By Staff Sgt. Michel Sauret
4th Brigade Combat Team, 3rd Infantry Division
FORWARD OPERATING BASE KALSU, Iraq – It looked like an episode from "CSI" or "Law and Order" on Forward Operating Base Kalsu as Soldiers bagged items for evidence, marked rooms and drew sketches of a crime scene.
Squads of Soldiers from Company B, 2nd Battalion, 502nd Infantry Regiment, took turns searching a house and vehicle during a Sensitive Site Exploitation training, Oct. 8, 2008.
"This is extremely valuable for these Soldiers. It starts them thinking like the crooks they chase," said David Bowman, of Boise, Idaho, a law enforcement expert who oversaw the training. "[They're] thinking like a terrorist and where would [they] hide something [if they were one]. And that's basically the value of this as a Soldier – how to look and what to look for."
The scenario itself was pretty involved at the house training site on base. Each squad started off as if on a foot patrol through a town to talk to residents about a missing Soldier. By talking with one of the residents, Soldiers would build a rapport and pick up clues that led them to a vehicle infested with munitions, weapons and explosives. A map in the vehicle then pointed them to a house, and later to a site where a weapons cache laid buried nearby. Each piece led to more discoveries.
"The program was started about a year-and-a-half ago and it's picking up speed and becoming more popular," Bowman said.
To make things even more interesting, a simulated tripwire was buried near one of the houses to keep the Soldiers on guard throughout the scenario.
"It's extremely easy to get tunnel vision out there," said Cpl. Robert Fox, of Soddy Daisy, Tenn. "Pretty much you have to keep your eyes open and look around. Make sure that everybody else is doing the right thing, and while you're looking around that [you're] checking corners, walls, doors, ceilings, everything else."
The importance of sensitive site exploitation is to gather evidence that can later be analyzed by experts in the field. The process is similar to a crime scene investigation and this training familiarizes Soldiers on how to react to a scene that can provide clues.
"All I can say is that it's a valuable asset to the military to start this type of training throughout Iraq and Afghanistan. That's the only way we'll be able to track these [criminals] down and to stop them and their activities," Bowman said.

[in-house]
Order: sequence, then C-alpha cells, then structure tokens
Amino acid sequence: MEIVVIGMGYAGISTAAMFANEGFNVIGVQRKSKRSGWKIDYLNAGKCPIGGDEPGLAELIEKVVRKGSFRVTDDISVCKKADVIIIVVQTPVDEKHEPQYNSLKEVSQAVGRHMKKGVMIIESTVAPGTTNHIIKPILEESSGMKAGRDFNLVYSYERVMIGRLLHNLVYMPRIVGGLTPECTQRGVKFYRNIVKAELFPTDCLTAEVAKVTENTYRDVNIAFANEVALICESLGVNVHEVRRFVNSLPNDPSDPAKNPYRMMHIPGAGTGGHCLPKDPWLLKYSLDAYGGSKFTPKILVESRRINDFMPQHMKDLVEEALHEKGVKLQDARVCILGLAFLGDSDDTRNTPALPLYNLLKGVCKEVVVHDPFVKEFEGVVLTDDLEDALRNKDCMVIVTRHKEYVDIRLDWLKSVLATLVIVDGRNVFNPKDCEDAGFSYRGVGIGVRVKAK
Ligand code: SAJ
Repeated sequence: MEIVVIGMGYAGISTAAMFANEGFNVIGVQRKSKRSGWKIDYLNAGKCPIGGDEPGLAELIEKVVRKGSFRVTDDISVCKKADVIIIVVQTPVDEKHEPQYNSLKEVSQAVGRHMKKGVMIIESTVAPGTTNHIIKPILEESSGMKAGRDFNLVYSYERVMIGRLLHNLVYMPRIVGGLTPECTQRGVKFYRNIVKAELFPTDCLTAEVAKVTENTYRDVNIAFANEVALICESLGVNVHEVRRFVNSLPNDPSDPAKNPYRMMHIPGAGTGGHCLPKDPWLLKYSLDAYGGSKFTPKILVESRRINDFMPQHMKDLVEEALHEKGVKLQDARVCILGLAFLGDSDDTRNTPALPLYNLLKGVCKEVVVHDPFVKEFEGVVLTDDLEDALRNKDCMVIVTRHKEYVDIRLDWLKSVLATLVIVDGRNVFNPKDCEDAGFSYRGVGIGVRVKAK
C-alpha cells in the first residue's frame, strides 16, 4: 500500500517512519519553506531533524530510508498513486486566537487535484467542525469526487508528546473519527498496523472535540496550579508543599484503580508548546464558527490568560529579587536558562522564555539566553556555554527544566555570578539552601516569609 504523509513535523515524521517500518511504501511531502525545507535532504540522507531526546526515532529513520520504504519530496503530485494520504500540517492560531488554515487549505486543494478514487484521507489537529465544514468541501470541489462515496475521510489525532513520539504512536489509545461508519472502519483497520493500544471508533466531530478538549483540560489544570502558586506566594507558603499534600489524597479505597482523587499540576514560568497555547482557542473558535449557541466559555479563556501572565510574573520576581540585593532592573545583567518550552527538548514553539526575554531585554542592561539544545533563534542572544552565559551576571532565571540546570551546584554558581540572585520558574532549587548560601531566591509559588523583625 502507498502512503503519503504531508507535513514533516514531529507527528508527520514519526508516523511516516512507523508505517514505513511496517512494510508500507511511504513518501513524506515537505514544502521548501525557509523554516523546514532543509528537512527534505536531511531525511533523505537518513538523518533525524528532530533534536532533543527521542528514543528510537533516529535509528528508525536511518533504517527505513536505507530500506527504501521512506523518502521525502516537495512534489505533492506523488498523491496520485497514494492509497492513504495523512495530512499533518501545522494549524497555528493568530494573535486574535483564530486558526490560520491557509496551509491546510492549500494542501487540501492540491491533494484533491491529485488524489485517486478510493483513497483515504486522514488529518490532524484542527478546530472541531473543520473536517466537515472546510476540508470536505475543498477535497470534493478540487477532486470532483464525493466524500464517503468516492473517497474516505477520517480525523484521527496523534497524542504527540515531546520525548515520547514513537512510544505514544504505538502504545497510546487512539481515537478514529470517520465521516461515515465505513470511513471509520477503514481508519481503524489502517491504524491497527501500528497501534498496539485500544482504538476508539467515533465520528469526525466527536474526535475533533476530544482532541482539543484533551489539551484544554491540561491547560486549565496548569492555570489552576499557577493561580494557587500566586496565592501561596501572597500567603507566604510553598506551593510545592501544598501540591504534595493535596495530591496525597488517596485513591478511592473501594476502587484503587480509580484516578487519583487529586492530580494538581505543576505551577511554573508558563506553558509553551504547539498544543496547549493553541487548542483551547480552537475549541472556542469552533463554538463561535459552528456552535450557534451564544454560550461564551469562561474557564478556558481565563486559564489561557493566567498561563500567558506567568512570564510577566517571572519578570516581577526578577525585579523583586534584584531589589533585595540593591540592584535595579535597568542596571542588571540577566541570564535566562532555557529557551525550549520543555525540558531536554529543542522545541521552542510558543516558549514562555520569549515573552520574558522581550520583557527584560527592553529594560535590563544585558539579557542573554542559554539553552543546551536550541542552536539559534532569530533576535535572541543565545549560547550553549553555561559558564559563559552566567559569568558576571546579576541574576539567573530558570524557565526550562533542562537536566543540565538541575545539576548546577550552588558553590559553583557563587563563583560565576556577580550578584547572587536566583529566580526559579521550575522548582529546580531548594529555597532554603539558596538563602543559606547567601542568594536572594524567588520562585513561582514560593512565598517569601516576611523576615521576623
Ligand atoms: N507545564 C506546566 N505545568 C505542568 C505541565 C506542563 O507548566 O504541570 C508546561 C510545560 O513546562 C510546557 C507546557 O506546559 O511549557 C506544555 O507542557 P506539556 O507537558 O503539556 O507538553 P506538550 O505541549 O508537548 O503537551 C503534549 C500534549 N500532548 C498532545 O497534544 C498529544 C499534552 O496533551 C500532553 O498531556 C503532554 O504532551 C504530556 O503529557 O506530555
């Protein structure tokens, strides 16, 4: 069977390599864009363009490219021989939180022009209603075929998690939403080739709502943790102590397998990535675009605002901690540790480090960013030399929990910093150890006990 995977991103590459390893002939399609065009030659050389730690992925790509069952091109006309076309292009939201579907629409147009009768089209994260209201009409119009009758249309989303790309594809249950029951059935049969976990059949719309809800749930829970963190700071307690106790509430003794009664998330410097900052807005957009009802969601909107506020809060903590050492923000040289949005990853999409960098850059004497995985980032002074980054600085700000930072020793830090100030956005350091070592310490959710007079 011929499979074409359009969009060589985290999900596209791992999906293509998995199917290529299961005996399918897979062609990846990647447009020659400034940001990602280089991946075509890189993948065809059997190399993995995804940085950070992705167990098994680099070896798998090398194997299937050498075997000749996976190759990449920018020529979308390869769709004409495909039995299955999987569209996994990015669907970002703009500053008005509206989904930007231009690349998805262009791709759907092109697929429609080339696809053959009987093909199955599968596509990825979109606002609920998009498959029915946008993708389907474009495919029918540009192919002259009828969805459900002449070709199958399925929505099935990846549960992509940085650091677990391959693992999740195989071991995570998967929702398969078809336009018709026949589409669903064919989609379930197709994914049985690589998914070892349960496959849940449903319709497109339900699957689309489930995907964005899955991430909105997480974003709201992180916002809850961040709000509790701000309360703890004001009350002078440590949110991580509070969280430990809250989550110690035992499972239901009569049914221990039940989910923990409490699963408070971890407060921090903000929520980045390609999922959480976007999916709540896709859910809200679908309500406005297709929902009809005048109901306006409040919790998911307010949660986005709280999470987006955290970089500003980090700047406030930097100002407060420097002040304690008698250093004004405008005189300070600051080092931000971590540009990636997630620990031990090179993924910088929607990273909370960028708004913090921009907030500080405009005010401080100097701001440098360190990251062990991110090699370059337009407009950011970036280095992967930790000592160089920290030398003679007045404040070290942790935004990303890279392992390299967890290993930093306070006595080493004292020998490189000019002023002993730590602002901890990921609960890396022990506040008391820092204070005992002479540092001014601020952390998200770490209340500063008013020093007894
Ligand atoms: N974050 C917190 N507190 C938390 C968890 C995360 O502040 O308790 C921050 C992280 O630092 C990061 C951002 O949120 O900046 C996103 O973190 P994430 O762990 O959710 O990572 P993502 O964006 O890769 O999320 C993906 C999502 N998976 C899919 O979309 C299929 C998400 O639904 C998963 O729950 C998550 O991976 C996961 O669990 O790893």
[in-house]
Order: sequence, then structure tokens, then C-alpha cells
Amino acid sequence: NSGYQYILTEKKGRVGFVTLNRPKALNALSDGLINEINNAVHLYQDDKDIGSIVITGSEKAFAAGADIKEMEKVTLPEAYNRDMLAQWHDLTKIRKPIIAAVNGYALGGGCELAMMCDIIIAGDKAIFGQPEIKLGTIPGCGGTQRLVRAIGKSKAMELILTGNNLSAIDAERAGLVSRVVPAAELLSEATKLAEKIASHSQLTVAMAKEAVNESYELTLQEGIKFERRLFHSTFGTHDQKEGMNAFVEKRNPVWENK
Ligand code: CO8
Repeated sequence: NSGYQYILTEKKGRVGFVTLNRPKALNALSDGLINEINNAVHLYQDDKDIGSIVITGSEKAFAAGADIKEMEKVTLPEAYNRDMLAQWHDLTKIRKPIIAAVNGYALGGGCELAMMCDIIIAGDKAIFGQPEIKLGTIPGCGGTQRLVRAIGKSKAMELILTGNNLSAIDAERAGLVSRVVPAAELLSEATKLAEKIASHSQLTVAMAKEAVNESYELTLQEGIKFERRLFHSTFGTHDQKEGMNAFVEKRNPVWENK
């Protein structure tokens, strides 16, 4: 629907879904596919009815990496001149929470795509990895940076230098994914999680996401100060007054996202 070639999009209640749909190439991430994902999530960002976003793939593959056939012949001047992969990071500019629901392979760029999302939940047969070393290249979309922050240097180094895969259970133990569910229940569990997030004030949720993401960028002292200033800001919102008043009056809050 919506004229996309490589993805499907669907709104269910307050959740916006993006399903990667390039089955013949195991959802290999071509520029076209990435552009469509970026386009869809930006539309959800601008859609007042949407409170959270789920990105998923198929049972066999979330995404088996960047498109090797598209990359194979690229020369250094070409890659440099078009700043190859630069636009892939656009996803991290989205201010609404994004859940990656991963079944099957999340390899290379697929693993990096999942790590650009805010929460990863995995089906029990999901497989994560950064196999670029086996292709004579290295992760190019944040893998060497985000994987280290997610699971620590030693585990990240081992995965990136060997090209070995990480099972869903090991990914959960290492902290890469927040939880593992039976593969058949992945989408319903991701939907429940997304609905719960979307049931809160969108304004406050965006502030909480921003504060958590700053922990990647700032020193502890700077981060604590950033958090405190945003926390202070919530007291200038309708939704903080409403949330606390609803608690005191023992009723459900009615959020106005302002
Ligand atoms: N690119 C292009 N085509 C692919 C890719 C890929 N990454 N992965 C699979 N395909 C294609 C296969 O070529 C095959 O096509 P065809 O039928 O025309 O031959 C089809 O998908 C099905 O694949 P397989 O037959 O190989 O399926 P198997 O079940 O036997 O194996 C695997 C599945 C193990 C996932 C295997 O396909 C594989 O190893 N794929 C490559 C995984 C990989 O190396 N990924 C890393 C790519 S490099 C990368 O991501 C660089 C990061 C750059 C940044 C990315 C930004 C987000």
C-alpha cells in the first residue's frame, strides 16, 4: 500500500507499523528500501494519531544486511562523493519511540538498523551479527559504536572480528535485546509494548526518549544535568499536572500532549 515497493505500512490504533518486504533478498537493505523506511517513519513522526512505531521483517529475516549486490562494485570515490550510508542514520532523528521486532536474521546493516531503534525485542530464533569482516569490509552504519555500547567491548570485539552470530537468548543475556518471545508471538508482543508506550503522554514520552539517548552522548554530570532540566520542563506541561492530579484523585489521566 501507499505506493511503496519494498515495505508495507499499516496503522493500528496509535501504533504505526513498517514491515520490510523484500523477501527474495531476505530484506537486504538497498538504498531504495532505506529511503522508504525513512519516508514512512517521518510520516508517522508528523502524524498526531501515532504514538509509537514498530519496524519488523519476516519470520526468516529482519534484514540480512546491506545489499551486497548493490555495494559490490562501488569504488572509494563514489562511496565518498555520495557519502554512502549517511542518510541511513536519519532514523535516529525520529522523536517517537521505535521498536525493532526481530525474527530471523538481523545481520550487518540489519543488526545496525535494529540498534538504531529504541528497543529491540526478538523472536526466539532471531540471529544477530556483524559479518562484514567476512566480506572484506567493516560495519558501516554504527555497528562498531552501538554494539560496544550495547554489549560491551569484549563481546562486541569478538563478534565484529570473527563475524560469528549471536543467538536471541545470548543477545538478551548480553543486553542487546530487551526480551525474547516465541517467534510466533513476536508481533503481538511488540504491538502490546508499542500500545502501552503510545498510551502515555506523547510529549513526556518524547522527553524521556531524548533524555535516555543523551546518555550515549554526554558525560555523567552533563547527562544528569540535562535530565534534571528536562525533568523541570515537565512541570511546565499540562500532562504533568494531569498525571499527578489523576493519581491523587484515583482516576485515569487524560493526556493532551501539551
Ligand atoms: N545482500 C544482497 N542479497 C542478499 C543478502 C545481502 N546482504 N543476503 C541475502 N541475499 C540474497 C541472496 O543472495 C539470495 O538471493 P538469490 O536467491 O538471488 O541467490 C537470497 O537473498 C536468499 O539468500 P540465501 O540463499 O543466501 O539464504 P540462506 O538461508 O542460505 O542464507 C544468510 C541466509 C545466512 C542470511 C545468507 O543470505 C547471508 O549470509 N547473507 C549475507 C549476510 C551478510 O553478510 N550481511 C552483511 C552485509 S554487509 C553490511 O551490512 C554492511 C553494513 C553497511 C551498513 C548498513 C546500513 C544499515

The key was to be thorough and systematic. While searching the vehicle, Soldiers found weapons and explosives in the most unlikely places. A pistol lodged in the corner of the front bumper. A rifle hidden in the middle of the engine block. Explosives crammed in the air filter compartment.
Soldiers logged not only what they found, but also drew a reference of where each item lay hidden.
"When we were in the classroom [we learned] the importance of actually bagging and tagging the evidence, and [how] that actually makes a difference in the prosecution of the detainees," Fox said.
The same happened in the house, but the key this time was to have as few people as possible in the rooms to avoid contaminating the scene.
"Keep it simple," said Paul Zepeda, of San Antonio, a law enforcement professional embedded with 1st Battalion, 76th Field Artillery Regiment. "Keep it to a minimum. Don't have a bunch of people all over the place and keep it in order, in sequence, because after that, everything else starts getting a little out of place."
In the house, a Soldier took pictures of each piece of evidence, from a bayonet stuck in the wall to blood splatters sprayed in different directions. The rooms were numbered, and Soldiers separated their findings according to which room contained which items. Even though they're collecting inanimate objects, these items have a lot to say.
"As a trained investigator I could recreate this scene of everything that took place as long as everything is gathered in a systematic [manner]. We could pretty much tell you how it happened, when it happened by the blood splatter," Zepeda said.
Though this training has been going on for less than two years, Soldiers have already shown signs of improvement in gathering evidence to catch criminals in Iraq.
"They're starting to develop better cases now in the field ...We're starting to see them thinking like an investigator and treating this site exploitation area like a crime scene," Bowman said.
This work, Exploitation training entices Soldiers to think like crooks, by MSG Michel Sauret, identified by DVIDS, is free of known copyright restrictions under U.S. copyright law.